Vienna asserted itself in the global comparison of smart city strategies against 152 major cities – for the second time in a row. Already the first ranking in 2017 was headed by Vienna. Behind Vienna, London lands in second place this time, the city of St. Albert in Canada in third place.
Growing populations, traffic congestion and air pollution are challenges facing cities small and large all over the world. These problems could be solved with digital technologies embedded in a Smart City strategy. For example, e-mobility services in a Smart City would be integrated into intelligent traffic management systems and powered by smart electricity grids. Urban centers thus need to think integrated if they want to link up individual actions into a successful Smart City strategy. This is one of the findings of the second Smart City Strategy Index, an analysis of 153 cities around the world conducted by the experts from Roland Berger.
Vienna tops the index for the second time running. “The Austrian capital ranked first because of its integrated framework strategy and innovative solutions for mobility, the environment, education, healthcare and public administration, as well as a system to monitor the progress of the individual projects,” explains Thilo Zelt, a Roland Berger Partner. London comes second in the ranking, but on average, it’s mainly Asian metropolises that demonstrate the most compelling Smart City strategies.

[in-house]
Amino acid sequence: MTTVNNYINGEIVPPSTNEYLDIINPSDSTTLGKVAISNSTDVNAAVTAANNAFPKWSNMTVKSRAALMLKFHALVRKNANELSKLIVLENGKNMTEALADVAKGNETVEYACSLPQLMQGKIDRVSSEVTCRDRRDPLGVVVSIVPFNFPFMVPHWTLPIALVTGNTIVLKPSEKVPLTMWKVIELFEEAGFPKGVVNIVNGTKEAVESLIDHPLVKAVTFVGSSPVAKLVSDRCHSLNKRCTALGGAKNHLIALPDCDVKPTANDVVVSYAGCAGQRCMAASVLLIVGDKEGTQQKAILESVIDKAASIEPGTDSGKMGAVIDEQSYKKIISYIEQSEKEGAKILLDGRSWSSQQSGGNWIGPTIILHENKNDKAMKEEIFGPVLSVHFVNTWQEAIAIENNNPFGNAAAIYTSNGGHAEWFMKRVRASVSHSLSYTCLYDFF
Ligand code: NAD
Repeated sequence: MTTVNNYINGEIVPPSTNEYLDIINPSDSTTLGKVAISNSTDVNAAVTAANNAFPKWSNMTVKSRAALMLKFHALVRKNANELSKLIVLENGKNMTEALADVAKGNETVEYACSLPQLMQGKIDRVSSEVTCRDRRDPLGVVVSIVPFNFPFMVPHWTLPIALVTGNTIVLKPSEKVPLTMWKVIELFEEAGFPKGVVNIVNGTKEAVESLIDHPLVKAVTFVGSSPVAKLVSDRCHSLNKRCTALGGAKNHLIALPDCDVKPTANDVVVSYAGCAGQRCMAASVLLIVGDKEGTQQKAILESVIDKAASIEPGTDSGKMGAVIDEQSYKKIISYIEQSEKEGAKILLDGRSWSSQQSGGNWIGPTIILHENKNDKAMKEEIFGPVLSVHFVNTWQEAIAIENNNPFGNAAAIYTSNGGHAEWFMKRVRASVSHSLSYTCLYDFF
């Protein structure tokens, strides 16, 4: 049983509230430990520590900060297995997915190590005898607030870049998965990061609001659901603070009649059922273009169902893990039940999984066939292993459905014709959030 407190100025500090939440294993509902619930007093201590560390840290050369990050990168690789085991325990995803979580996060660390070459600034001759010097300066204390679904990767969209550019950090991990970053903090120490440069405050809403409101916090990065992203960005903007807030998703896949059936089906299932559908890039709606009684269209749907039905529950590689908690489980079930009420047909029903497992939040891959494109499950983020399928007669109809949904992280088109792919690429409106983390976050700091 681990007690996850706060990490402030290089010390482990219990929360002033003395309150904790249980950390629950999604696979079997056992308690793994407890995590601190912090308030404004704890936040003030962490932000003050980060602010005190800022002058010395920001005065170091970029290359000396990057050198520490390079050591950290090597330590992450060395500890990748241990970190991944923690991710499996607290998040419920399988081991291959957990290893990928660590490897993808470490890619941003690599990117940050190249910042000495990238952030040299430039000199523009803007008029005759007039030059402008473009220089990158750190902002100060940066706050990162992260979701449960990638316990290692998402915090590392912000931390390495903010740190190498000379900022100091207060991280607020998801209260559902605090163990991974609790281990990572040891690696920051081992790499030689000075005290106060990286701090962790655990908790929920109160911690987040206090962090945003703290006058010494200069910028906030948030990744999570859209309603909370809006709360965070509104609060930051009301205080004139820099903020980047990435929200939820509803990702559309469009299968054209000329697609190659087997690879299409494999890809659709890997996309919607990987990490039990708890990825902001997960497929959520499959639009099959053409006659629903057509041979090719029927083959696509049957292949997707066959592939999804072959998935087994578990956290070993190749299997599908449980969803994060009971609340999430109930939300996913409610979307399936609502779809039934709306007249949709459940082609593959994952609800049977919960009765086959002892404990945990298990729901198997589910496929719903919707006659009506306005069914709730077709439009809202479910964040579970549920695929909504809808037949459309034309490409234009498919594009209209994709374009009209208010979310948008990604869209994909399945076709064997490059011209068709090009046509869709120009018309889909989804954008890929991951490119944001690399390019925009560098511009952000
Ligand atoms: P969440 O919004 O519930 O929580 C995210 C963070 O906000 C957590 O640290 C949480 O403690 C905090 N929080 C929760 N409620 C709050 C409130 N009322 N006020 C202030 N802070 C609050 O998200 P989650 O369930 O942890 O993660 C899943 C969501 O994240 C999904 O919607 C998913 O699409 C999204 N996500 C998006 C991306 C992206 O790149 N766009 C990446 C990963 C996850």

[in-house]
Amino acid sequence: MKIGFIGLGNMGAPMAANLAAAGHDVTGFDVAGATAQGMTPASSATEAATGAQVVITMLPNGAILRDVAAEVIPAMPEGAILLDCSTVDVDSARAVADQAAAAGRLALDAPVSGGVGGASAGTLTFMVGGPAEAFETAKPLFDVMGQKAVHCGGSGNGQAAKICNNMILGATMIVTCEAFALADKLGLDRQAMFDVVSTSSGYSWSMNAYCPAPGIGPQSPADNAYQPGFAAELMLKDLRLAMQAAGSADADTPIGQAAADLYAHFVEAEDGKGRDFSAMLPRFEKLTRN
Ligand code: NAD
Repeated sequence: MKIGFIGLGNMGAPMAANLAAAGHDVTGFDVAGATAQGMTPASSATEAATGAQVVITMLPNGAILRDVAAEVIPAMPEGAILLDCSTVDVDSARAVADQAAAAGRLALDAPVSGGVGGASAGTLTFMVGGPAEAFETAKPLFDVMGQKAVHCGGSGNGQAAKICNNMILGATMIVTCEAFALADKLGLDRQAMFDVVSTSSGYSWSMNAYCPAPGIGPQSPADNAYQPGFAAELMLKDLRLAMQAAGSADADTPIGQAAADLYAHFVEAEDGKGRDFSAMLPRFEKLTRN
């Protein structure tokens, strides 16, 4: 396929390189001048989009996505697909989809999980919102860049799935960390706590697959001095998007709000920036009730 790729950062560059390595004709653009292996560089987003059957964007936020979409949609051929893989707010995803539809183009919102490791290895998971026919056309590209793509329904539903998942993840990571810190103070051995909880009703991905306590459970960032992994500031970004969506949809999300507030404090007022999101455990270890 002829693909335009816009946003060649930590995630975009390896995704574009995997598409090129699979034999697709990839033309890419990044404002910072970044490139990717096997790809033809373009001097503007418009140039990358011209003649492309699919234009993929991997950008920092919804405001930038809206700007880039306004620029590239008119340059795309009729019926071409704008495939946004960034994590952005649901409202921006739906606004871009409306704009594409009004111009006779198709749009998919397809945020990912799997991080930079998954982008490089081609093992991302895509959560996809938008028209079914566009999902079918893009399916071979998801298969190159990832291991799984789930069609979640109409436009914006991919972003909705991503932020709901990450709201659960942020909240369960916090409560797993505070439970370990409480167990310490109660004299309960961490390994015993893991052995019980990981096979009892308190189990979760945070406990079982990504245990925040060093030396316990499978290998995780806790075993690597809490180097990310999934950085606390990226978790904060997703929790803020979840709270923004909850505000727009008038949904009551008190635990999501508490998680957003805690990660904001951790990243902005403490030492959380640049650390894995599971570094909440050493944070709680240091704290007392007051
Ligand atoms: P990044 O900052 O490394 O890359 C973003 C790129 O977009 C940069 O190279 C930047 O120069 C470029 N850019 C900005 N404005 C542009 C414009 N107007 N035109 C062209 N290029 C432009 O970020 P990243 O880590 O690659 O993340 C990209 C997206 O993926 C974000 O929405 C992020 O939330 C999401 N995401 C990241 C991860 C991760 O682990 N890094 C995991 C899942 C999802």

Smart Cities need integrated strategies
The number of cities with a clear Smart City strategy has almost doubled in the past two years, rising from 87 to 153. However, 90 percent of these cities still do not have an integrated Smart City strategy. Even then, strategy is only the first step – it’s the implementation that really counts.
Vienna scores well on its advanced e-health offerings, for example, and is the first city in the German-speaking world to offer open public data. London is equipping lamp posts and benches with functions like public wi-fi, air quality sensors and electric vehicle charging points. Singapore, for its part, is piloting a National Digital Identity scheme in the form of its “SingPass” authentication system and is also installing smart lighting, autonomous shuttles and telemedicine solutions.
Strategy implementation is lacking
There is still a great deal of work to do on strategy implementation. “Often that’s not the fault of the strategies themselves, though. It’s because responsibilities are unclear – in many cases there is no coordinating function equipped with the right expertise to drive the project forward,” notes Zelt.
Central decision-making entities, such as London’s Chief Digital Officer or Vienna’s Smart City Agency, are what cities need here. They pool technical expertise and manage projects centrally, as well as coordinating the divergent interests of the city, the government and the service and solution providers.
Coordinating all of the involved groups is one of keys to a successful Smart City strategy. A transparent legal framework is another. “There must be a legal framework in place to protect all of the data gathered. And cities must develop the infrastructure to enable themselves to actually use the data,” says Thilo Zelt.
This post is also available in: German